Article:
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Thread: The right Canoe?

  1. #1
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    Default The right Canoe?

    Hi..new to the forum..looking for advice. Looking to buy a canoe that would be good for trip down mellower rivers..ie, certain portions of the Kenai..maybe the Yukon at some point, and would also be good for, say, a weekend trip on the Swan Lake trails. I know there are no perfect boats for all situations, but wondering what might be a good compromise canoe. Thanks in advance.

  2. #2
    Moderator Alaskacanoe's Avatar
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    Default best canoes

    This has come up so often, that it is some times better to just read through some of the posts from the various users of canoes,
    This way you can sort thru the bias.
    Here is just one of the prvious threads about such topics.
    http://forums.outdoorsdirectory.com/...ad.php?t=10112

    I short though, I would go with a 16 ft Roylex canoe such as the Mad river duck hunter, or the Old Town Camper or if you have canoe skills, the penobscot.
    those are my first choices in all around canoes for what you are talking about.
    Max
    When you come to a fork in the trail, take it!

    Rentals for Canoes, Kayaks, Rafts, boats serving the Kenai canoe trail system and the Kenai river for over 15 years. www.alaskacanoetrips.com

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    Default good canoe

    if you talk about big rivers the old 19 ft grummin fr. if you want to pack it you want a light one about 17 ft fred myers has some that are not bad, if you don't pack it the 19 ft is the way to go the 19 FT comes in at about 115 lbs [heavy]

  4. #4

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    I have had my Dad's square stern grummin for a long time. When it was time to add another, I chose a kevlar 17ft. Wenonah Spirit II. It is light for portaging, goes well on flat water and has some rocker for maneuvering on streams. The draw back is that kevlar doesn't bounce off rocks very well. I've tried to avoid wicked white water with it, but have still had to do some patching.

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    Default correct conoe

    Quote Originally Posted by Planner View Post
    I have had my Dad's square stern grummin for a long time. When it was time to add another, I chose a kevlar 17ft. Wenonah Spirit II. It is light for portaging, goes well on flat water and has some rocker for maneuvering on streams. The draw back is that kevlar doesn't bounce off rocks very well. I've tried to avoid wicked white water with it, but have still had to do some patching.

    there is no correct conoe for all conoeing there is a little differance as my 19 ft weights in at about 125 [added some stuff to it, that don't come with it] I use a conoe portage unit from Cabelars on flat ground an my back for short distance on broken ground only, it will do all I need but for long distance a small one is the best, you can talk about all the new stuff they are made out of, they all work fine some do a better job that others but the cost goes up, so it boils down to 2 things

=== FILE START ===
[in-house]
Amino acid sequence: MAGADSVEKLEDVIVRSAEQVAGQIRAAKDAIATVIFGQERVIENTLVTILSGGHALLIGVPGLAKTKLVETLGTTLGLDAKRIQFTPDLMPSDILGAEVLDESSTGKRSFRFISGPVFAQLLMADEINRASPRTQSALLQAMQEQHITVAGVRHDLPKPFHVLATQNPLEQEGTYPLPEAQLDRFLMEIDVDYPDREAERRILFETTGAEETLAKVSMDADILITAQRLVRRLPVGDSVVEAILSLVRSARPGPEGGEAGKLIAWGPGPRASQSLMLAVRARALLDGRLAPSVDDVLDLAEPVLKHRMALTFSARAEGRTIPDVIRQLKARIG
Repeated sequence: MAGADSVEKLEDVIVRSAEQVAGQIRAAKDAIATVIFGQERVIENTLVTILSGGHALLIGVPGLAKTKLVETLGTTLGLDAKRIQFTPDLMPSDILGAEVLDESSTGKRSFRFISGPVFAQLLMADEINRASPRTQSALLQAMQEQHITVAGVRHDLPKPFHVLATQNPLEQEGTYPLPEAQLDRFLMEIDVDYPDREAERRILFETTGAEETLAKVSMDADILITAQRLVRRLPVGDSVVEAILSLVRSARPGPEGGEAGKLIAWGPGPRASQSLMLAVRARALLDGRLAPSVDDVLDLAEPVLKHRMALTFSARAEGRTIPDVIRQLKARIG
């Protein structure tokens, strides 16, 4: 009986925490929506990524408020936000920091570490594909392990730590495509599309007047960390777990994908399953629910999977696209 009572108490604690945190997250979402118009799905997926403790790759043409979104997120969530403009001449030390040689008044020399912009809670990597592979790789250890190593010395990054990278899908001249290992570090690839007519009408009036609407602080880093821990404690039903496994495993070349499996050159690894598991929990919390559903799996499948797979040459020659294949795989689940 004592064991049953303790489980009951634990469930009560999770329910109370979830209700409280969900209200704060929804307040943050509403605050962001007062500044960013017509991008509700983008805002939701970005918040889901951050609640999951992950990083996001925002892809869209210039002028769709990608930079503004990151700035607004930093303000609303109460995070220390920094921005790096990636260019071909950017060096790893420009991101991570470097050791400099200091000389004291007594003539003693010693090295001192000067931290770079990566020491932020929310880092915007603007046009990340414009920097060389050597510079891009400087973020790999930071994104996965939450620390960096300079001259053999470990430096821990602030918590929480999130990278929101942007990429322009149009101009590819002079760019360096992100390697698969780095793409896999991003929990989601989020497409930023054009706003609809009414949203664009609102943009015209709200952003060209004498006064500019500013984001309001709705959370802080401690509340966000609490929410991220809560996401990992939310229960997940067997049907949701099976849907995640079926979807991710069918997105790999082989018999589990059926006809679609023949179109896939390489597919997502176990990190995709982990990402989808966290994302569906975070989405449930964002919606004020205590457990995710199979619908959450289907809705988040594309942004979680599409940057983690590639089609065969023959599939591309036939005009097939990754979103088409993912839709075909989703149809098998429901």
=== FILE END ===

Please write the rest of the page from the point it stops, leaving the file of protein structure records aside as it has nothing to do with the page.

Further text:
"1" how deep your pockets are
    "2" an how strong your back is,
    so I don't do very much in the line of packing it very far
    Sid

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    Default

    What I don't like about aluminum canoes is the noise. Every time you bump it, sound goes echoing across the water. They also come to a screeching halt whenever you hit a rock. They don't slide over anything. They are durable though.

    I prefer plastic like Roylex, but it is just a personal choice, and I don't want to portage anything.

  7. #7

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    I've got a royalex old town penobscot 16 and love. it costs a little bit but it will do everything I ask it to for a lifetime. Solo river, solo lake, tandem too. I'm very happy with it at 70 lbs

  8. #8
    Moderator Alaskacanoe's Avatar
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    Default penobscot

    from the factory, these 16 foot Penobscot canoes weigh 58 lbs.
    I have no trouble portage with that weight.
    Quiet canoes also, as they have a foam layer in the lay up lam process.
    this makes them float so you don't need bulk heads. this is great because you gain so much more room in your canoe without bulk heads.

    I noticed an Aluminum canoe manufacture is now putting a foam layer type thing in their canoes so they are not so noisy.
    clang clang clang.. I hear you coming down the Swanson river..
    opps,, Clang,, I hit my paddle against the gunwhale, I hope Mr Moose did not hear that Clang...
    I have a couple of Aluminum canoes that I keep for those that want them in the fleet, and they sure are tough though.
    A Smoker Craft and one with that Indian chief head on the side,
    Great old boats. and they weigh about 62 lb and 78 lbs each. Different length and metal thickness.
    Max
    When you come to a fork in the trail, take it!

    Rentals for Canoes, Kayaks, Rafts, boats serving the Kenai canoe trail system and the Kenai river for over 15 years. www.alaskacanoetrips.com

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